Welfare Law Encourages Unmarried Fathers To Admit Paternity
June 22, 1999
It was one of the simplest of ideas and it seems to have worked: ask unwed mothers and fathers to declare paternity by signing a form at the hospital when their children are born. That provision of the 1996 welfare reform law -- adapted from a 1993 law -- has tripled the number of fathers acknowledging paternity in out-of-wedlock births over the last six years.
Experts say that fathers are more likely to come forward with that information at the time of a birth than at other times. The procedure is voluntary.
- The Department of Health and Human Services says the paternity of 1.5 million children was acknowledged or established in 1998 -- compared with 1.3 million in 1997 and 512,000 in 1992.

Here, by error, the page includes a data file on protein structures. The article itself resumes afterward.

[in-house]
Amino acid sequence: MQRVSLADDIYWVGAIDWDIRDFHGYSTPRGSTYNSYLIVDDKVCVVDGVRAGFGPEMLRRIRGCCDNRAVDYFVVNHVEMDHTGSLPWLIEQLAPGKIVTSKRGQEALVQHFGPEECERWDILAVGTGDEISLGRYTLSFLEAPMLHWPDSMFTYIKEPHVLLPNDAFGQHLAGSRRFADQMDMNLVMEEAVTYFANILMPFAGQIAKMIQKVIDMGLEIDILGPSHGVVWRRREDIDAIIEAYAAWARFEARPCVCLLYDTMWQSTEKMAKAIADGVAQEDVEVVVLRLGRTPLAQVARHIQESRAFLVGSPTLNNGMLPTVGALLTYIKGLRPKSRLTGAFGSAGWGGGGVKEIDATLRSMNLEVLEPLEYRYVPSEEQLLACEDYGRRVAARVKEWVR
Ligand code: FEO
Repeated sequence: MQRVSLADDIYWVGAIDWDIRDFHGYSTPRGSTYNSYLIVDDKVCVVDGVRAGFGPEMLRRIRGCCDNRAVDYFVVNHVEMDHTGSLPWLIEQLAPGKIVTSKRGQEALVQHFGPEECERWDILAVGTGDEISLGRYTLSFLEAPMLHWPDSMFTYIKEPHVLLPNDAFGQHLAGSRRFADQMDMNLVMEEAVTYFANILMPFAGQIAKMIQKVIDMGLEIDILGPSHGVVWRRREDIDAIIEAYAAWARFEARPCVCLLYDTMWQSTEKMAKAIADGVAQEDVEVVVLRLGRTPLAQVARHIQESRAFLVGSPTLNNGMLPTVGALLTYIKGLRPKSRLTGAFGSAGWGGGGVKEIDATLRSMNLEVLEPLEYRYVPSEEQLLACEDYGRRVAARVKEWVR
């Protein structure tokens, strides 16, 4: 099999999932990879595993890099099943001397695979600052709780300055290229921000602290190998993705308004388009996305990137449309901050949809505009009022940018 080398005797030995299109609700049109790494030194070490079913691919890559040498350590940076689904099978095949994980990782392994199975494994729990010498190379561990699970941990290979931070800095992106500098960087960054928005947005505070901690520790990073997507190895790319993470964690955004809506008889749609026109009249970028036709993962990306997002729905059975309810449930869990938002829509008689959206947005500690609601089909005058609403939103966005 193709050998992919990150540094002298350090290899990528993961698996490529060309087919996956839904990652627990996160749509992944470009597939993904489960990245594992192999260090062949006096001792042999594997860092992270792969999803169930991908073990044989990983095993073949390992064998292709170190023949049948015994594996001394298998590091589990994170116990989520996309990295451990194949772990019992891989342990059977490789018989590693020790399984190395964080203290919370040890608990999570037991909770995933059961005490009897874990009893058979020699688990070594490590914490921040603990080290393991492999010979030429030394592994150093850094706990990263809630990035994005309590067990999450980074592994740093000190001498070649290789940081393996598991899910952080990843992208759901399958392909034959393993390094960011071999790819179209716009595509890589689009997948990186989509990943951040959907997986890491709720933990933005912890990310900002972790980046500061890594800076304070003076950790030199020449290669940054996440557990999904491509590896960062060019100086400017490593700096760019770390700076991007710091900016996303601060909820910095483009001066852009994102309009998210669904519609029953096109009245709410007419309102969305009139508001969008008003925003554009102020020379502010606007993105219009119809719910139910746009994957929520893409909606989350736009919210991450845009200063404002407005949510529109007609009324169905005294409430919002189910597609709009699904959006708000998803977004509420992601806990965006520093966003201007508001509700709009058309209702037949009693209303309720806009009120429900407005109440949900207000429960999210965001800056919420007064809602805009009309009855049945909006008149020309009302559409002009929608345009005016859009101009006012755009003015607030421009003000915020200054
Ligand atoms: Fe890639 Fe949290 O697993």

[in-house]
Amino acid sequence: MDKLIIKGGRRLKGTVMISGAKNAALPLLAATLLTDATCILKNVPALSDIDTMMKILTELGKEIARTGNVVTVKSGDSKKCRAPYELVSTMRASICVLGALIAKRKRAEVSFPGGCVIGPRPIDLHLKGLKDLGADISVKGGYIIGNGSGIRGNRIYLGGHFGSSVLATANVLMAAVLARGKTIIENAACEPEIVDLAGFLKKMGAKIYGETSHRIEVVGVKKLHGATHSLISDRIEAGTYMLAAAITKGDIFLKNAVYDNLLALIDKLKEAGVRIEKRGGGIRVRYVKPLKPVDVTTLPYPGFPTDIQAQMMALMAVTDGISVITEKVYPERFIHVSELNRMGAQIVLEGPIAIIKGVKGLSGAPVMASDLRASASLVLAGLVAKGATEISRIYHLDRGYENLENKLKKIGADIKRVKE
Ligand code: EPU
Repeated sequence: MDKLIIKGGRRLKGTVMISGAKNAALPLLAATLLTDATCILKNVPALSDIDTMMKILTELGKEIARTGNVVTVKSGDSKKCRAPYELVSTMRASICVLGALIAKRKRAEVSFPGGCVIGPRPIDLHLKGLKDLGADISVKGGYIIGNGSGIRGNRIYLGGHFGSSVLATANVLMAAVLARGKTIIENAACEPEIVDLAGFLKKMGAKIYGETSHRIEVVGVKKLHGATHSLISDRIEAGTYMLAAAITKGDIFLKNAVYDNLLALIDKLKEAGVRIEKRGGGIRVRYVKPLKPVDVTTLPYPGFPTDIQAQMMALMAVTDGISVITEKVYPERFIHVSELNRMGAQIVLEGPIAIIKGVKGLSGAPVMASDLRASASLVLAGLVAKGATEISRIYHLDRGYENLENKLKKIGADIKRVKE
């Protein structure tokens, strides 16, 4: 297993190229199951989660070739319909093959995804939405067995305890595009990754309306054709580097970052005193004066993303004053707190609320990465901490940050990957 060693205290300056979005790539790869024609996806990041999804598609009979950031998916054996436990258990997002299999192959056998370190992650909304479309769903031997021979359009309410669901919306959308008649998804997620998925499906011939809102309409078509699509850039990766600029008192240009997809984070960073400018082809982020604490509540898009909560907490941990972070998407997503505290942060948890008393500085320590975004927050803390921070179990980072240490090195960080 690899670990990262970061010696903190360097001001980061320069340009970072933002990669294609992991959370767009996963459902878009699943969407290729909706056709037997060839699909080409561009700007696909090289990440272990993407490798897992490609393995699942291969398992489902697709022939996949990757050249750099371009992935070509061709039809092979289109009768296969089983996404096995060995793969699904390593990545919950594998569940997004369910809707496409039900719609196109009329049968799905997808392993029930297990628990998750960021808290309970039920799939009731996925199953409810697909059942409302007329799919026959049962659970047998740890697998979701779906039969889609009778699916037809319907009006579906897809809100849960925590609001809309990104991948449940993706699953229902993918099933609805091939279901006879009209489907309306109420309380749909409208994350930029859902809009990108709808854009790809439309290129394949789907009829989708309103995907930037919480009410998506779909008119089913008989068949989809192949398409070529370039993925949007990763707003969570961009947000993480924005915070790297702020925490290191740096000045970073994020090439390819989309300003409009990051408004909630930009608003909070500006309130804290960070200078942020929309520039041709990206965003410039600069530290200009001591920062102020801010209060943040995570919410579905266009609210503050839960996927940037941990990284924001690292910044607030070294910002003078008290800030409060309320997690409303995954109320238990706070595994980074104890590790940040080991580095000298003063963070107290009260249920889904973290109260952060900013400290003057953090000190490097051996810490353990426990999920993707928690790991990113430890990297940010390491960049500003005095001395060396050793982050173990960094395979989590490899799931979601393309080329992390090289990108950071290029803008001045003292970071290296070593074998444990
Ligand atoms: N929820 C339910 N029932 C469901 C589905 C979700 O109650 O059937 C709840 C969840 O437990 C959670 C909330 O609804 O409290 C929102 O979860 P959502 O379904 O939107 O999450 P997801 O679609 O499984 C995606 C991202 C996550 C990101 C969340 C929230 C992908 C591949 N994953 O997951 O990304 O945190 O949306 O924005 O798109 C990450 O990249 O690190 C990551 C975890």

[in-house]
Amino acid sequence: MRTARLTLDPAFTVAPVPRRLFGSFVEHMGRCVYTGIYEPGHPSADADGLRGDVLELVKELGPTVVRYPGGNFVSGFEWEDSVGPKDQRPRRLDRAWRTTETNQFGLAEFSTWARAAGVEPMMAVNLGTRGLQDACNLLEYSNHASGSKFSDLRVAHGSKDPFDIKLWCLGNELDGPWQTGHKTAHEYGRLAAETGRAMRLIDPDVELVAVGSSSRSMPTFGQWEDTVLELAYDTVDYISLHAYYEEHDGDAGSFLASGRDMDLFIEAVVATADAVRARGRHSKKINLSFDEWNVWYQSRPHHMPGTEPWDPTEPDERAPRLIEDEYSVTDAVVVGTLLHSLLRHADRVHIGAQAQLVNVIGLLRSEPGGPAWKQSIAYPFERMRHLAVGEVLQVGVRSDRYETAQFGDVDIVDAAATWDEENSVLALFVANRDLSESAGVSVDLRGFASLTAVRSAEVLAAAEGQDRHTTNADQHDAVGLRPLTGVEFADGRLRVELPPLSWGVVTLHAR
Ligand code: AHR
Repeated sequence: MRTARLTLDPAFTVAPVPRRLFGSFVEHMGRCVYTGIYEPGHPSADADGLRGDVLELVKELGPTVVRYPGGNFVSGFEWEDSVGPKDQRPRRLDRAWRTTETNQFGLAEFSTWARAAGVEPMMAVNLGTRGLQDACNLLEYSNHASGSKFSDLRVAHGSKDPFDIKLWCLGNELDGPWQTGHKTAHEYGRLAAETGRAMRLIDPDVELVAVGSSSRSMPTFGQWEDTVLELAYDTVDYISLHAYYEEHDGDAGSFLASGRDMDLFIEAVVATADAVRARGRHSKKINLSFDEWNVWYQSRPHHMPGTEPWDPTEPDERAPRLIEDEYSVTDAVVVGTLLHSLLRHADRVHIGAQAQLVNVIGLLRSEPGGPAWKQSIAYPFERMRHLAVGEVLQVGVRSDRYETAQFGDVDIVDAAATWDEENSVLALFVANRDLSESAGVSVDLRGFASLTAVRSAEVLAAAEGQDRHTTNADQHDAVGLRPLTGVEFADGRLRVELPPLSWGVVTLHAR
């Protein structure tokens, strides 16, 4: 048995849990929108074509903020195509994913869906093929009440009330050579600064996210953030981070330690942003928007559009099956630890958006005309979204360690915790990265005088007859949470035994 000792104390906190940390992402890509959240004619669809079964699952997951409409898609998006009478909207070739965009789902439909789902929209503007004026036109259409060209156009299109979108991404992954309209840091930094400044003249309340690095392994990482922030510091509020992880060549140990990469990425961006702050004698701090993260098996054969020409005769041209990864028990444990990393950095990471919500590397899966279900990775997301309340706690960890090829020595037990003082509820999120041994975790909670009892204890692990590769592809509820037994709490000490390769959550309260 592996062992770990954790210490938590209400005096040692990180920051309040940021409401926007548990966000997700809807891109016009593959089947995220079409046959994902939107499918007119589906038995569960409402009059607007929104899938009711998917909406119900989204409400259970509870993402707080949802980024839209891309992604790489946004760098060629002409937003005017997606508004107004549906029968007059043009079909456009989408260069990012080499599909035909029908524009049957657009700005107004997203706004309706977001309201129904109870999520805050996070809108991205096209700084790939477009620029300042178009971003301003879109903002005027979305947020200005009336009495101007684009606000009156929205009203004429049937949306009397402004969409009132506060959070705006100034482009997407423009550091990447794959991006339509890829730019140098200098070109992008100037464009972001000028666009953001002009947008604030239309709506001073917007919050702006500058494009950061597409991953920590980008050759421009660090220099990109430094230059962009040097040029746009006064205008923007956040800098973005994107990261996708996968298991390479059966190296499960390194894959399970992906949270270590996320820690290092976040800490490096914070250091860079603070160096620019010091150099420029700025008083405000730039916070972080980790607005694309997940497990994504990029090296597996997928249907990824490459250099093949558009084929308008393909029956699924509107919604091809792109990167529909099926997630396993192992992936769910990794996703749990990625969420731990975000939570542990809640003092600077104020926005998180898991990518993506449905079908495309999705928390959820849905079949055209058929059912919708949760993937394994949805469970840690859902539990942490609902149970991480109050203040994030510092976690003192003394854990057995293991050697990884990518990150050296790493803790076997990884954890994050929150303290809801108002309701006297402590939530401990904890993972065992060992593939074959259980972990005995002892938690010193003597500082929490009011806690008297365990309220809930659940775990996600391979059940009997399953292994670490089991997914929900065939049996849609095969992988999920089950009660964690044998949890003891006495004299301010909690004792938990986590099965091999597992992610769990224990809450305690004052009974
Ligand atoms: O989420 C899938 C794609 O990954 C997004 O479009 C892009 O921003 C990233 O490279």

- Last year, unmarried fathers admitted paternity of more than 614,000 children through the voluntary in-hospital program that began in 1994.
- The acknowledgments have increased even though the rate of out-of-wedlock births has declined by 6 percent from its 1994 peak.
Establishing paternity makes it possible to enforce child support, give children health-care coverage under a father's insurance plan, provide surviving children with Social Security benefits when a father dies and ensure visitation and custody rights.
Moreover, experts say, establishing paternity might encourage a father to remain engaged with his child -- even if his relationship with the mother ends.
Source: Susan Page, "Number of Unmarried Fathers Who Accept Paternity Triples," USA Today, June 22, 1999.
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